Surprise! A post from Kathleen. At work we preface a voicemail of non-urgency with “Listen to this when you have time.” I can tend to be wordy so I will start with “Read this when you have time.”
Yesterday was my last consecutive day of the ride. Tonight I am flying home with Isaac (our son and super support driver) so that he can start his senior year at Boulder High School on Friday. How fitting is that? There have been so many Boulder High School connections involved in this ride that it would only make sense for me to take a break in order for our son to return to the scene of where it all began. Go Panthers!
I want the blogging world to know a few things about my team.
Rick Baker: I have only had the pleasure of knowing Rick in the last few years. When he joined our little cycling tribe I didn’t quite know what to make of him. For one thing, he was buff. That made him stand out from the rest of us right off. And he was quiet. I reluctantly sat by him in the MS 150 beer garden and wispered to Kevin “I don’t have the energy to try to make conversation with this guy.” He heard me and said, “Don’t worry, you don’t have to talk to me. I don’t like to talk to people. I’ll just sit here.” I felt relieved, and we talked all afternoon.
Rick may not say a lot, but he is the king of one liners. He has an infectious laugh and is able to laugh at himself as easily as he laughs at others. He does a SNL Pat imitation that is uncomfortably spot on. I find that when he talks, I tune up my ears so as not to miss the approaching zinger. There is nothing worse than being at the back of the pace line and hearing Rick laugh at the front – you just know you missed a good one. This afternoon as we hugged farewell, he said, “You are my favorite of the four – well, actually I am my favorite, but you are my favorite of the other three.” He’s humble too.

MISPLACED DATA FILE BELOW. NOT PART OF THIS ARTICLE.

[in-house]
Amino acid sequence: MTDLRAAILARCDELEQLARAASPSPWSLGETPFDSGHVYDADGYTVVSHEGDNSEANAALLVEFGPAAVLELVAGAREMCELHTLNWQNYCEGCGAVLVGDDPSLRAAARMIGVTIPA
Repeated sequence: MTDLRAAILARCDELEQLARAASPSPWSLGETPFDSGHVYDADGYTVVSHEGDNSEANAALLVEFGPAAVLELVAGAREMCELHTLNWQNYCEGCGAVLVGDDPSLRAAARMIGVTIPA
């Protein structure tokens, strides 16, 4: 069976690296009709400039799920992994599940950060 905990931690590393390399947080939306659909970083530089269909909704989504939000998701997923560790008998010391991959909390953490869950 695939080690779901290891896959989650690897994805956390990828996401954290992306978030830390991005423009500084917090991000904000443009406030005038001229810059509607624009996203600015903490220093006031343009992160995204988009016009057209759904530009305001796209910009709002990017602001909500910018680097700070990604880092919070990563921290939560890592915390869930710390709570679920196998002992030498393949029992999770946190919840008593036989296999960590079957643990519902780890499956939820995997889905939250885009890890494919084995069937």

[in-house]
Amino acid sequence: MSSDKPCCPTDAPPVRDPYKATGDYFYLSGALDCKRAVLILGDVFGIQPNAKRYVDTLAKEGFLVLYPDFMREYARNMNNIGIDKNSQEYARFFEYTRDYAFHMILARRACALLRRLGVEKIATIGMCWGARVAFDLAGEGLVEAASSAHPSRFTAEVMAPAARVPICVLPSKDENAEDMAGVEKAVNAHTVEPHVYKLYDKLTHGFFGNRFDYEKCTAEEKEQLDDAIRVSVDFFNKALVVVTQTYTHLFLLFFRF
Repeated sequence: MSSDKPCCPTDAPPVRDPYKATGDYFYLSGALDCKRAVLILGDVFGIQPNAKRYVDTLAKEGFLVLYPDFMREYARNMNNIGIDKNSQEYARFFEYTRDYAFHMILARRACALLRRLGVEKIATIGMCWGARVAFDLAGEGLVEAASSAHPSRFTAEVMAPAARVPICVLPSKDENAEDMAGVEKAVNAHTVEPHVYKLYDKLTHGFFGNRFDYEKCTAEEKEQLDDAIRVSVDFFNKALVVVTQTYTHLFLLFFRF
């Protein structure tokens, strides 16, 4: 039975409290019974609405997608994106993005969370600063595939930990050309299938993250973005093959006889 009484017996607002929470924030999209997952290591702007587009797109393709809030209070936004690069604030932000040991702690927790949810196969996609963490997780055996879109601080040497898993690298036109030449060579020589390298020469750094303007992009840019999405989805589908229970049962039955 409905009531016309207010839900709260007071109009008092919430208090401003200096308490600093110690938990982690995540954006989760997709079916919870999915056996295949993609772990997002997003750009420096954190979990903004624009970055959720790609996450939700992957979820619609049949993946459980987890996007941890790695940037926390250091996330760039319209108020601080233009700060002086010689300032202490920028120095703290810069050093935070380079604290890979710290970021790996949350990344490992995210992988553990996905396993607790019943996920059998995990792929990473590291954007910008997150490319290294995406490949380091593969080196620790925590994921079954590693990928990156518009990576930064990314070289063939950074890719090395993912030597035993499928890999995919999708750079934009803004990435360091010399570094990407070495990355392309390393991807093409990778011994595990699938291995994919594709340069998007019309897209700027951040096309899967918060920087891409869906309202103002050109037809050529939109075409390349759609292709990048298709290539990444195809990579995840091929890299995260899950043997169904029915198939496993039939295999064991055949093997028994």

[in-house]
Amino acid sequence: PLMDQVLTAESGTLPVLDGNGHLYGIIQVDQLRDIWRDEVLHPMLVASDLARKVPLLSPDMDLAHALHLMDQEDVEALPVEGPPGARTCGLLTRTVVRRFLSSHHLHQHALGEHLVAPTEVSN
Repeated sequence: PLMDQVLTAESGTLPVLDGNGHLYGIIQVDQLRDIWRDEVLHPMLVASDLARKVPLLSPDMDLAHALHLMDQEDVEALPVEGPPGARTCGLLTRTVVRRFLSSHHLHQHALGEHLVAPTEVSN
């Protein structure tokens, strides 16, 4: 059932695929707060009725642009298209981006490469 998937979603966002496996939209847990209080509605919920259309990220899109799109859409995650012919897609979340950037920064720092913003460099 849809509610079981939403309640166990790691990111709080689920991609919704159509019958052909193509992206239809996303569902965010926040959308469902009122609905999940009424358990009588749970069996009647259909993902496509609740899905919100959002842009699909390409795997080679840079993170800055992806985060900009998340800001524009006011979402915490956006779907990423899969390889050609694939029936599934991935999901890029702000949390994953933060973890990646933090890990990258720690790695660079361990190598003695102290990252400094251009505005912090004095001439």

Rick is our “King of the Mountains.” With his high cadence, lighter body frame and very light titanium bike, he ascends the mountain climbs making it all look effortless. Rick also loves to be in the lead. He often starts us out as the first “pull” of the day. He keeps a steady pace and uses his mirror constantly to make sure the ducklings (quacks) are in check. You will hear him say “down a notch” if anyone is lagging. If you ask him how he is feeling on the bike, 98% of the time he simply says, “Good!” The other 2% of the time he will say, “$@#!, I’ve got nothing.”